When the AIM team traveled to Tanzania in 2014 we learned some very interesting things! God has really been at work in the Manyara Region! Some of our friends reported that many denominations came together for a national day of prayer held in June. The Christian leaders called all who were gathered to repent and to lift up their nation to God. We are seeing a growing sensitivity to the Spirit and a willingness to come together across denominational lines for the Kingdom. For this we praise God!
Shortly after the national prayer gathering, ministry leaders throughout Manyara Region also decided to gather to pray for their district. By the time we arrived in July, we heard the leaders’ reports: over 100 years ago, witchdoctors and regional leaders of this region made vows and sacrifices that continue to impact life even today! With these alignments with darkness now exposed to the light, believers now knows how to pray. Together they have been repenting, tearing down the spiritual strongholds that have thwarted several generations, and ushering in the expansion of Kingdom territory!
No matter how much emphasis your church places on the season of Lent (the time from Ash Wednesday until the days leading up to Easter), it is always helpful to have a period of time to focus on the areas of our faith with which we struggle. This helps make room in our hearts to meditate on the death and resurrection of Christ.
For me, consistent prayer has always been a struggle. I believe that the prayers of the righteous are powerful and effective (James 5:16), and I pray constantly throughout the day for needs of mine or loved ones who come to mind. But it is difficult for me to commit a focused period of time in the morning and evening to lay my praises and requests before the Lord.
At these times of the day, I rarely pray as passionately as I would like for people I promise to pray for and the pressing needs of the community and the world. And I don’t think I’m the only one who struggles with this.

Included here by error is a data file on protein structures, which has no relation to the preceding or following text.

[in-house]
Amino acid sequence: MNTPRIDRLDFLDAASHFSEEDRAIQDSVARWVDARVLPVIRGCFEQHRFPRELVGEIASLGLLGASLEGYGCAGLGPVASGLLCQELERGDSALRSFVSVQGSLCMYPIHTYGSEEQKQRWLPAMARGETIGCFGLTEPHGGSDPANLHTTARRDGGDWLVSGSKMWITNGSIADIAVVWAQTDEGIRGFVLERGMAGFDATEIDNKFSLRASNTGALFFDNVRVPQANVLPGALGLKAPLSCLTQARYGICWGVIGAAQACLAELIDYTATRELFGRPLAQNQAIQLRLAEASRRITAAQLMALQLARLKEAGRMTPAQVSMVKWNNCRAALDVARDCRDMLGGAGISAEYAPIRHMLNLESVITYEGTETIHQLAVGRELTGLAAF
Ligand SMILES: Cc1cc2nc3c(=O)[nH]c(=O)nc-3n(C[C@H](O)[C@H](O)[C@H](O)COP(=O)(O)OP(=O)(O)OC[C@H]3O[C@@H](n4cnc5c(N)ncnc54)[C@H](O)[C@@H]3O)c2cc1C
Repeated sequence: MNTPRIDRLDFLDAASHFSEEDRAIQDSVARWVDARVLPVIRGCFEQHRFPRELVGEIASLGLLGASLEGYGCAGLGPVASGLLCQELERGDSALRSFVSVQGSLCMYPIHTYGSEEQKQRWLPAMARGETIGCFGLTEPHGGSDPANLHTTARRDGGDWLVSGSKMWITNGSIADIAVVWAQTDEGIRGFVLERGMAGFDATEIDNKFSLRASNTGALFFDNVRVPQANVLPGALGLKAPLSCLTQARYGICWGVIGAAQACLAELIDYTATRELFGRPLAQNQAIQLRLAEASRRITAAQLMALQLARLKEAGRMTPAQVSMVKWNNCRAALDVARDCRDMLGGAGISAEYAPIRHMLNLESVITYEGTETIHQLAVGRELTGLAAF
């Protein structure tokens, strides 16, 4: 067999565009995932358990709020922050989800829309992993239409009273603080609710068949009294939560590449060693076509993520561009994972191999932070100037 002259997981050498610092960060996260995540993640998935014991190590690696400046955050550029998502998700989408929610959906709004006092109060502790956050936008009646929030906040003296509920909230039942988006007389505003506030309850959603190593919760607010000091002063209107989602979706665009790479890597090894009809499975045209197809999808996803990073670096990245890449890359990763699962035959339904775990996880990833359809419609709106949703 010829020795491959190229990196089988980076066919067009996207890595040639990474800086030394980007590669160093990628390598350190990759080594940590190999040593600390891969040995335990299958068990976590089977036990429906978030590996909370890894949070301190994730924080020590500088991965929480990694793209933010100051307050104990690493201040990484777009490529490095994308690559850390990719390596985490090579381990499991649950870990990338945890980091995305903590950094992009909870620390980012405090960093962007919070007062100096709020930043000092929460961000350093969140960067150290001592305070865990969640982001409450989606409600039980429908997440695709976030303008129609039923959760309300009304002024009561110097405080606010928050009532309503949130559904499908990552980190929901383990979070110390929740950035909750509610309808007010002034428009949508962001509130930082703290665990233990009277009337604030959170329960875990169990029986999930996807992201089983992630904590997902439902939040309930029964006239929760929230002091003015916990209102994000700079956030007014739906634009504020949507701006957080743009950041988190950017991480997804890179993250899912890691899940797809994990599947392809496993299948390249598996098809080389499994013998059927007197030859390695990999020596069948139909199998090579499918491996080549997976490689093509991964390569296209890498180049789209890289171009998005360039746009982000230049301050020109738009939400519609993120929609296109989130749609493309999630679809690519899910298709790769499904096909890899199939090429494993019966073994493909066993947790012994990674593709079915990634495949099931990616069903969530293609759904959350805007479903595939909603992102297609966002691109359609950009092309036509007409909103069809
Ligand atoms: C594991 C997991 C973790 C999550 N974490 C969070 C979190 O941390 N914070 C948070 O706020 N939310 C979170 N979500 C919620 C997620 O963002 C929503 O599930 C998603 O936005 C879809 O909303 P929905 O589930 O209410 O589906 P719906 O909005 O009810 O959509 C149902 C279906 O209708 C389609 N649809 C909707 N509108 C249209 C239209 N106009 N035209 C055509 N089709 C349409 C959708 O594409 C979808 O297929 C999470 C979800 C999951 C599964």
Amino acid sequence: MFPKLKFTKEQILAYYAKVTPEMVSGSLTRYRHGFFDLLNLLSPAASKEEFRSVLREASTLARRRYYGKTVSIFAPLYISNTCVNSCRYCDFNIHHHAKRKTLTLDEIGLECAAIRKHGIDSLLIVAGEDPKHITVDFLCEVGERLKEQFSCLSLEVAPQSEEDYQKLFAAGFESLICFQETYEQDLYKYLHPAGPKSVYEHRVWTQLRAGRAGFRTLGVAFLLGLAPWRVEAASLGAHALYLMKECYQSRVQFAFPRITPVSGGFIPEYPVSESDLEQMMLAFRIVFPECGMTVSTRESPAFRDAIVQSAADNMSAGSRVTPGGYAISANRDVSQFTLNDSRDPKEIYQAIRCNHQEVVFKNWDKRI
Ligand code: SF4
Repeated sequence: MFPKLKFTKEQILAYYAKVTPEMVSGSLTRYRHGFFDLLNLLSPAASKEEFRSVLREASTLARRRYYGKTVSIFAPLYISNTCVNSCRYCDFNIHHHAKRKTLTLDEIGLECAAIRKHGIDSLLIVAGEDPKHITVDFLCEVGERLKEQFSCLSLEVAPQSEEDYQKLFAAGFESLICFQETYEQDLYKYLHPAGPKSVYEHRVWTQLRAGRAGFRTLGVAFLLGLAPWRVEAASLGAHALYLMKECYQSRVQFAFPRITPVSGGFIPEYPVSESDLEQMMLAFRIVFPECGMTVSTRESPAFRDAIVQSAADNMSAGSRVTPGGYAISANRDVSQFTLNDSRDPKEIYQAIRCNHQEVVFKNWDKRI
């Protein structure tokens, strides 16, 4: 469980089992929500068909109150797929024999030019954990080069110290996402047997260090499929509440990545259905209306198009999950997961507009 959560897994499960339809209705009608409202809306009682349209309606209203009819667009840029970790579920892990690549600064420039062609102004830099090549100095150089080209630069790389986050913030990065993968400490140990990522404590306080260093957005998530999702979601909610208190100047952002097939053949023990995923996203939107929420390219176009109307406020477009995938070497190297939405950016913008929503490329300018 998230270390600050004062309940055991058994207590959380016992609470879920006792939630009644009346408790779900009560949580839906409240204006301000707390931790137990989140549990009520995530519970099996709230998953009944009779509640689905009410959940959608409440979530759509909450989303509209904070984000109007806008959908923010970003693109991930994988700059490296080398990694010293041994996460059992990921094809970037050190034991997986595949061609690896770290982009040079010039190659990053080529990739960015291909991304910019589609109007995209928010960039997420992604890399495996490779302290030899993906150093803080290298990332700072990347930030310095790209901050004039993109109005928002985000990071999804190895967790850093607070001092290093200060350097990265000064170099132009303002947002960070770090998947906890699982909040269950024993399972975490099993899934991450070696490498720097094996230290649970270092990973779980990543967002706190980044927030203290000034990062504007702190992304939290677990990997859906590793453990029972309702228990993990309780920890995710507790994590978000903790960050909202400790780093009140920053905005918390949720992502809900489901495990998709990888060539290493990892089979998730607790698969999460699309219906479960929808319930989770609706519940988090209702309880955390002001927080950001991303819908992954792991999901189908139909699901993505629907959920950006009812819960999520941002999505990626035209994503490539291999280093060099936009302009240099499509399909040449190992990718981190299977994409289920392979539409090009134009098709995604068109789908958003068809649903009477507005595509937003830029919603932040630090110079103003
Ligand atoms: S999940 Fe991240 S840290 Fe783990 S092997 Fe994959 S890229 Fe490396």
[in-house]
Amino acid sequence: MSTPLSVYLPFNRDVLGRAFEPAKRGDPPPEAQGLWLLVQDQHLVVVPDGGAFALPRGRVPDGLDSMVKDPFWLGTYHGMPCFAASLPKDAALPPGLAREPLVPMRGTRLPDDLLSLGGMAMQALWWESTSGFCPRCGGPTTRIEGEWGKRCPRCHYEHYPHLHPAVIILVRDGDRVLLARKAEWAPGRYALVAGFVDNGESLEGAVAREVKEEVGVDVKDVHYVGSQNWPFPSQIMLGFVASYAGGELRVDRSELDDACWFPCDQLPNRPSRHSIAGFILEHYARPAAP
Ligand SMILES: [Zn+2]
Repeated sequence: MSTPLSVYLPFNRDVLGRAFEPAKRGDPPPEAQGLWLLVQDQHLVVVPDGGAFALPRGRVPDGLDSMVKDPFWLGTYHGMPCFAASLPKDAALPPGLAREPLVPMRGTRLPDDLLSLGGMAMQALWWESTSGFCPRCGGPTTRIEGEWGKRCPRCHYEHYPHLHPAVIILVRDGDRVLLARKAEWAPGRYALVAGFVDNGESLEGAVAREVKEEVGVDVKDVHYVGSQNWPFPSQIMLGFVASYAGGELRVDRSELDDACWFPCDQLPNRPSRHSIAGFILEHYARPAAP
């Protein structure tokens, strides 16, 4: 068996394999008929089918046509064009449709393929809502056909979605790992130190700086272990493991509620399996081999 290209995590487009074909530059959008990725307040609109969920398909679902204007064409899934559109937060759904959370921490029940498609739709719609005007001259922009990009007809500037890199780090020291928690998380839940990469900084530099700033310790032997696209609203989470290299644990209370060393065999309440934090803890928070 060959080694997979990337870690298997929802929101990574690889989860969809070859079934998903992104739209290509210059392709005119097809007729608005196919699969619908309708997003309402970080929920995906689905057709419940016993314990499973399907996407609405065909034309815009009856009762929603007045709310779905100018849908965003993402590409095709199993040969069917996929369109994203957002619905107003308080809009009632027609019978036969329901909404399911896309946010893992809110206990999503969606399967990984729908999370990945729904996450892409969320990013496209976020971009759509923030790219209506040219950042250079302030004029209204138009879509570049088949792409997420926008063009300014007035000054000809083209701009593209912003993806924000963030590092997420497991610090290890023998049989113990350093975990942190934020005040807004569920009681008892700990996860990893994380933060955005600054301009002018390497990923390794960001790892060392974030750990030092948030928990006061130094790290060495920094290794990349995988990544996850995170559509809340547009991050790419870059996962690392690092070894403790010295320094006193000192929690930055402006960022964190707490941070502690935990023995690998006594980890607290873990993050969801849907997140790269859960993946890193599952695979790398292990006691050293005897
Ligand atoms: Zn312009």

I need some structure. I need a discipline that will help bring focus, one that is not monotonous but that also will keep me obedient in prayer even when I don’t feel like it.
I came across one way to pray in Dallas Willard’s The Divine Conspiracy. Like many other authors I’ve read, he talks about the essential importance of the Lord’s Prayer (Matthew 6:9-13; Luke 11:1-4). The words of Jesus are vital in perfectly showing us how to relate to Father, but we need to not just repeat them, but to engage with them.
This means putting each part of the prayer into our own words so we can lift up that which is most relevant to our daily relationship with God and the world today. One of the keys to prayer is being authentic, so don’t be daunted by the weighty long words like “hallowed” (which means “set apart”).
I find this approach so helpful because I have direction in what pleases God (which is the whole reason I want to pray more consistently) and have the freedom to express myself to the One who genuinely cares about what is happening. It helps to write my prayer out so that I stay on track. And each day that I write a new prayer, I feel in touch with the words Christians have been praying for two millennia and also in touch with my own heart. Both are important.
During the season of Lent, I am trying this out to help me focus on prayer in a way that I haven’t before. Since Lent is for a limited amount of time, it feels more feasible in our overwhelmed lives to devote ourselves to God in a special way. I hope you might be inspired to do the same in whichever area of your life He is moving. The following is an example of this approach to prayer, adapted from my own journal. In parentheses are the corresponding parts of the Lord’s Prayer.
Lord, great is your name and your heart for me. Thank you for being as near as the air around me. Your name is worthy of worship and honor for all that you are and do. (Our Father in heaven, hallowed be your name.)
To those who don’t know your name – Yahweh – or don’t take it seriously enough, I pray they may treasure it too. I long for your coming, Jesus, and for you to make perfect all that’s gone so wrong. I lift up problems like gun violence, racial tension, oppressed workers, the abused, the poor, and all the other hurts of people whom you love. I know your heart hurts with us. Enable believers to continue to carry out the work you first started. (Your kingdom come, your will be done, on earth as it is in heaven.)
I ask for hope and strength for today, provision for my future, and patience and love for all I come across. I pray for healing. Please help my friends and family in their struggles, and may I be a light to them. (Give us this day our daily bread.)
Help me forgive those who wrong me because I know you have forgiven me of so much, Lord. Thank you for your sacrifice on the cross. Never let me forget it. Please wash away my self-focus and hurtful words and thoughts. I want to live a holy life that pleases you. (Forgive us our debts, as we also have forgiven our debtors.)
Center my heart on you, not on all the negativity in my mind. Help me remember the Scripture I read so that I can be protected in moments of fear and temptation. Protect me and my loved ones physically and spiritually. When we do suffer, let your love bring us closer to you as you redeem the hurt for good. Thank you, Lord, for being so near to me in my messy life. Your love amazes me! (And lead us not into temptation, but deliver us from evil.
) In Jesus’ name, Amen.